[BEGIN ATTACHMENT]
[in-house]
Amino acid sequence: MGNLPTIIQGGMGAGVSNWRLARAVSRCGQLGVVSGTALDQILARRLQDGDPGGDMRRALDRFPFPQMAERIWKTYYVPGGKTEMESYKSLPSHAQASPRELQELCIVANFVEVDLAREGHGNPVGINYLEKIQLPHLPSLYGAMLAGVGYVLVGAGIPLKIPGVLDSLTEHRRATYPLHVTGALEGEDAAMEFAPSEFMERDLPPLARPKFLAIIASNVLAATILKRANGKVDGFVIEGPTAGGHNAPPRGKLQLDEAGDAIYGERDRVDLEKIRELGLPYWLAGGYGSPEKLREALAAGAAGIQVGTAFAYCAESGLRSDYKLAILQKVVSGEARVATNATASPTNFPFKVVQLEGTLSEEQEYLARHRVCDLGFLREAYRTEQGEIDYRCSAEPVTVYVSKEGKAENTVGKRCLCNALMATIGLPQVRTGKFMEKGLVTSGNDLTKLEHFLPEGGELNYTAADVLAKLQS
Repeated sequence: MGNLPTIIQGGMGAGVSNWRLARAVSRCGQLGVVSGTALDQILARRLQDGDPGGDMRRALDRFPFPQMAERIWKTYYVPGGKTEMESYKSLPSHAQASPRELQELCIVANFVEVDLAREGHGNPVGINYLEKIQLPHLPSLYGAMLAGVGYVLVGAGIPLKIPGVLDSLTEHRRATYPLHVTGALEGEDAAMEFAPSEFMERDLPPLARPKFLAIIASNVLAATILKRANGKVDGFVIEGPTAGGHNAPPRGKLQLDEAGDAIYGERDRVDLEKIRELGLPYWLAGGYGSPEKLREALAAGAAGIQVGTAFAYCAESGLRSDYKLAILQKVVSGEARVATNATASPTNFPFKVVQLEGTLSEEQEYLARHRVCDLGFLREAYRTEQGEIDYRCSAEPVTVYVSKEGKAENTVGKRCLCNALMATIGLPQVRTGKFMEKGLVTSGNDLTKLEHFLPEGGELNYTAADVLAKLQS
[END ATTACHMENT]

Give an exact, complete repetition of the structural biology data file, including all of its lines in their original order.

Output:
[in-house]
Amino acid sequence: MGNLPTIIQGGMGAGVSNWRLARAVSRCGQLGVVSGTALDQILARRLQDGDPGGDMRRALDRFPFPQMAERIWKTYYVPGGKTEMESYKSLPSHAQASPRELQELCIVANFVEVDLAREGHGNPVGINYLEKIQLPHLPSLYGAMLAGVGYVLVGAGIPLKIPGVLDSLTEHRRATYPLHVTGALEGEDAAMEFAPSEFMERDLPPLARPKFLAIIASNVLAATILKRANGKVDGFVIEGPTAGGHNAPPRGKLQLDEAGDAIYGERDRVDLEKIRELGLPYWLAGGYGSPEKLREALAAGAAGIQVGTAFAYCAESGLRSDYKLAILQKVVSGEARVATNATASPTNFPFKVVQLEGTLSEEQEYLARHRVCDLGFLREAYRTEQGEIDYRCSAEPVTVYVSKEGKAENTVGKRCLCNALMATIGLPQVRTGKFMEKGLVTSGNDLTKLEHFLPEGGELNYTAADVLAKLQS
Repeated sequence: MGNLPTIIQGGMGAGVSNWRLARAVSRCGQLGVVSGTALDQILARRLQDGDPGGDMRRALDRFPFPQMAERIWKTYYVPGGKTEMESYKSLPSHAQASPRELQELCIVANFVEVDLAREGHGNPVGINYLEKIQLPHLPSLYGAMLAGVGYVLVGAGIPLKIPGVLDSLTEHRRATYPLHVTGALEGEDAAMEFAPSEFMERDLPPLARPKFLAIIASNVLAATILKRANGKVDGFVIEGPTAGGHNAPPRGKLQLDEAGDAIYGERDRVDLEKIRELGLPYWLAGGYGSPEKLREALAAGAAGIQVGTAFAYCAESGLRSDYKLAILQKVVSGEARVATNATASPTNFPFKVVQLEGTLSEEQEYLARHRVCDLGFLREAYRTEQGEIDYRCSAEPVTVYVSKEGKAENTVGKRCLCNALMATIGLPQVRTGKFMEKGLVTSGNDLTKLEHFLPEGGELNYTAADVLAKLQS